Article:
Patrick Jr. took an anthropology course last semester and was honored when Gwendolyn Mikell, the professor, told him his father was one of her favorite students.

"That's when I feel proud to be his son," he said. "Around here, he's known and thought of very highly. People like him a lot. It's a good feeling."

Big John wishes people wouldn't do the kid a disservice by asking him, "Don't you need to carve out your own identity?"

"You put people on the defensive with that question," he said. "It's a head game that society plays with you. Too many people fail when they try to become their own man. There's nothing wrong with trying to live up to your father if he accomplished great things. I have a picture of my father in my kitchen I look at every day. I hope I can live up to that man."

Patrick Sr. will attend his son's first Georgetown game, bringing along Patrick Jr.'s two half-sisters and a nervous feeling in his gut.

"It's not like he can hide from the fact he's my son; he's had to deal with that his whole life," Patrick Sr. said in a telephone interview from New York yesterday.

"It's funny: You feel invincible when you're the parent and you're going about your way. But when it's your own kids, you're very vulnerable. You want the best for them."

The legend and the prodigy went one-on-one a few years ago in Orlando. At the end of Ewing's NBA career, Patrick Jr. was growing into his gangly body and becoming a formidable foe.

"I finally beat him one game," Patrick Jr. said.

And then?

"He skunked me. He just started backing me down. Me, I'm 16, 102 pounds soaking wet, so I couldn't do too much. But I always tell him, 'I did beat you that one time.' And he can't say he wasn't playing hard because he was."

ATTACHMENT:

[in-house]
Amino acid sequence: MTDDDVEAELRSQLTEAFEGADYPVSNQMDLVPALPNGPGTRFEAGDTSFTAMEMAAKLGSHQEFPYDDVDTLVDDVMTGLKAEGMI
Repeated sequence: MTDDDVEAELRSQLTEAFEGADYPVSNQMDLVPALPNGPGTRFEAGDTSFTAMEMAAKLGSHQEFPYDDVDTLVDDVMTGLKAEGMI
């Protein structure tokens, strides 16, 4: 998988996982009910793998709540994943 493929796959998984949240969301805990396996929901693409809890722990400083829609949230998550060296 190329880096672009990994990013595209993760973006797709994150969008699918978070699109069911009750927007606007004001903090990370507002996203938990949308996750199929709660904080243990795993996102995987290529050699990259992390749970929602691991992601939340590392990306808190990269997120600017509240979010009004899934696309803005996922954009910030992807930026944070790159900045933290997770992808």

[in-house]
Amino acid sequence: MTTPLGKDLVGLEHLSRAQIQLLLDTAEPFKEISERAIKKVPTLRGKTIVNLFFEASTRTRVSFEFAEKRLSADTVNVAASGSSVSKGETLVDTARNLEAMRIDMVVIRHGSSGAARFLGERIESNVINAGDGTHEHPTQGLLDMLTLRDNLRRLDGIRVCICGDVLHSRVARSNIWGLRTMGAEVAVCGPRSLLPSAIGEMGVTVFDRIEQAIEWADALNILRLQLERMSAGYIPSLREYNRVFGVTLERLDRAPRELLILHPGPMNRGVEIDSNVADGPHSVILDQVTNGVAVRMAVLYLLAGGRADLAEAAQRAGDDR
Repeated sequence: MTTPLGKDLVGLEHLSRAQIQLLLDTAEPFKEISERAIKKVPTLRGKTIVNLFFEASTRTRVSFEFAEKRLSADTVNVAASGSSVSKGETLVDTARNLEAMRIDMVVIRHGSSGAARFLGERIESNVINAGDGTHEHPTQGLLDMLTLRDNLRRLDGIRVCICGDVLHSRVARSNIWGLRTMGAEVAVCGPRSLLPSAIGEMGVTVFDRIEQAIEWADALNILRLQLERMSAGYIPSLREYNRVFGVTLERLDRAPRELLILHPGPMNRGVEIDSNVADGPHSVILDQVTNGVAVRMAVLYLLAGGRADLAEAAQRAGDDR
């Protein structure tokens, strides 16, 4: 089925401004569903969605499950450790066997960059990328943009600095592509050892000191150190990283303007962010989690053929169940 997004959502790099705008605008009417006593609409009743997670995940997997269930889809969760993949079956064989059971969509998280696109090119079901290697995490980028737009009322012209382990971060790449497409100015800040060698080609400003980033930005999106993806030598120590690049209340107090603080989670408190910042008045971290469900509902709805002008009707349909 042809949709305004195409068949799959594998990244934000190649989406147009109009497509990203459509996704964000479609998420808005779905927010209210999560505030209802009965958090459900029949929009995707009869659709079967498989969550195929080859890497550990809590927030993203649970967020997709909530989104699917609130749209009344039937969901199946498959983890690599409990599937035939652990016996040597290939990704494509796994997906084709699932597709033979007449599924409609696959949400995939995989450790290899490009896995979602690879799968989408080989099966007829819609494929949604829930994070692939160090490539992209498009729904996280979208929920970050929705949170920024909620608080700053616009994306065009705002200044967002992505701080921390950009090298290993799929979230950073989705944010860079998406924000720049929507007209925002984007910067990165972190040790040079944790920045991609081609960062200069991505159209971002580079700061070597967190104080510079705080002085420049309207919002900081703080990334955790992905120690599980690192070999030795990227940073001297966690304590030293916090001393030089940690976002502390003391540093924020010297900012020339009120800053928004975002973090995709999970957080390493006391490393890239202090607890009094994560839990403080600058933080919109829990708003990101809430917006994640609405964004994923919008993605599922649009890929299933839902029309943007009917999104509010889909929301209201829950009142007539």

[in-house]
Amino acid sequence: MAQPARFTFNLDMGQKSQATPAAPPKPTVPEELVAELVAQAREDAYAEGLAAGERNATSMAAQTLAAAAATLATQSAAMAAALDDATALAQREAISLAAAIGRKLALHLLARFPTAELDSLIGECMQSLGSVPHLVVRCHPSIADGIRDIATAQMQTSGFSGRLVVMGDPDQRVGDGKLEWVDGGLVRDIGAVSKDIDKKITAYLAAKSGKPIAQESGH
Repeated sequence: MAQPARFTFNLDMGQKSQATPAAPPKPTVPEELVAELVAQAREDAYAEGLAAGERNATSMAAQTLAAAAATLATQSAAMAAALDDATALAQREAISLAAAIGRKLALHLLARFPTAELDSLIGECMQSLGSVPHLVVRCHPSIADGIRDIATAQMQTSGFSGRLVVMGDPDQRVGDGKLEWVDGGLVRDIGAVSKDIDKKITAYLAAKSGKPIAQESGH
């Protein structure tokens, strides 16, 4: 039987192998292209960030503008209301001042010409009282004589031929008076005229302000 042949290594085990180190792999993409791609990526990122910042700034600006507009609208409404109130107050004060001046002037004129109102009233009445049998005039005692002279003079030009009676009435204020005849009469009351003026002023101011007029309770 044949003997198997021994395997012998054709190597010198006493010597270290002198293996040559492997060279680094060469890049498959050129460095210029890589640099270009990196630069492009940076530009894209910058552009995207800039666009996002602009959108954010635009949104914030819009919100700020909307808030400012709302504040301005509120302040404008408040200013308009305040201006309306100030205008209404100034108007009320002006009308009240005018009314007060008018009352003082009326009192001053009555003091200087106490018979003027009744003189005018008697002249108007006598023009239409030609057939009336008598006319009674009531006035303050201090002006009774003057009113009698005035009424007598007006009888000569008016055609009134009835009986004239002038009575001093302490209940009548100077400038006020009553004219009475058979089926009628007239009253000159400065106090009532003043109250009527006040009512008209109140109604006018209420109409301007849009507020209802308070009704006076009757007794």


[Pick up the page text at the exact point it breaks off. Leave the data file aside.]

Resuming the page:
Patrick Sr. laughed and said: "I got tired so I let him win that game. After that, I had to show him I'm still the man. I beat him outside, down low. I did it all. I let him know I run the show."

They have not played since, which is a good thing for Patrick Sr.

"He's old now," Little Pat said. "I'd hurt him."

Big Pat: "Uh, he might."

The other day, Patrick Jr. walked toward the same training room where his dad received treatment two decades ago. Bill Shapland, the school's senior sports communications director, is the person to whom his father made him say, "Hi, Mr. Shapland," while Patrick Sr. was working out during an NBA offseason.

McDonough has lots of stories like that. You half-expect Ray Liotta to come walking through the bleachers or James Earl Jones to talk about what the game means here. It's where Big John once informed a disconsolate Patrick Sr. that his mother had passed away.

He recently told Patrick Jr. how he got a first-generation Jamaican to come to Georgetown from frigid Boston.

" 'You know, to get your father here, I told him there was no snow in Washington,' " Big John remembers telling Little Pat. "And then winter came around and he said: 'What is this? I thought you said . . . ' Patrick Jr. laughed like hell at that one."

"Tying it all together," Big John added, "John being there, Patrick Jr. being there, the history, Patrick's mom passing, all those things, you do have some kind of emotional attachment to all that."